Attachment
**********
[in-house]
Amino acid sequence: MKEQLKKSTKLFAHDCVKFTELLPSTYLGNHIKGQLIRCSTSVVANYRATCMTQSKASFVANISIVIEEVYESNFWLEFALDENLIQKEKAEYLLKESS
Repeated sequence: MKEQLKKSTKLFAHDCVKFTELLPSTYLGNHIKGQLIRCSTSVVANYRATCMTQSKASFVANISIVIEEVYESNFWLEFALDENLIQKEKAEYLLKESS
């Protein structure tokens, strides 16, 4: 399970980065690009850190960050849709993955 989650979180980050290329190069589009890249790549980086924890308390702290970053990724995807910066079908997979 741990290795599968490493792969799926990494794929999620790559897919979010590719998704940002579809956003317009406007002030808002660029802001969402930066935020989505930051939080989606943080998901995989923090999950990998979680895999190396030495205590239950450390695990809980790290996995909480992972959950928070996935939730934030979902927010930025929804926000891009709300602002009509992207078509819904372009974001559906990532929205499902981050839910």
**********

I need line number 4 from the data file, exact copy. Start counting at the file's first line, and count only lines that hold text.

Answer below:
């Protein structure tokens, strides 16, 4: 399970980065690009850190960050849709993955 989650979180980050290329190069589009890249790549980086924890308390702290970053990724995807910066079908997979 741990290795599968490493792969799926990494794929999620790559897919979010590719998704940002579809956003317009406007002030808002660029802001969402930066935020989505930051939080989606943080998901995989923090999950990998979680895999190396030495205590239950450390695990809980790290996995909480992972959950928070996935939730934030979902927010930025929804926000891009709300602002009509992207078509819904372009974001559906990532929205499902981050839910």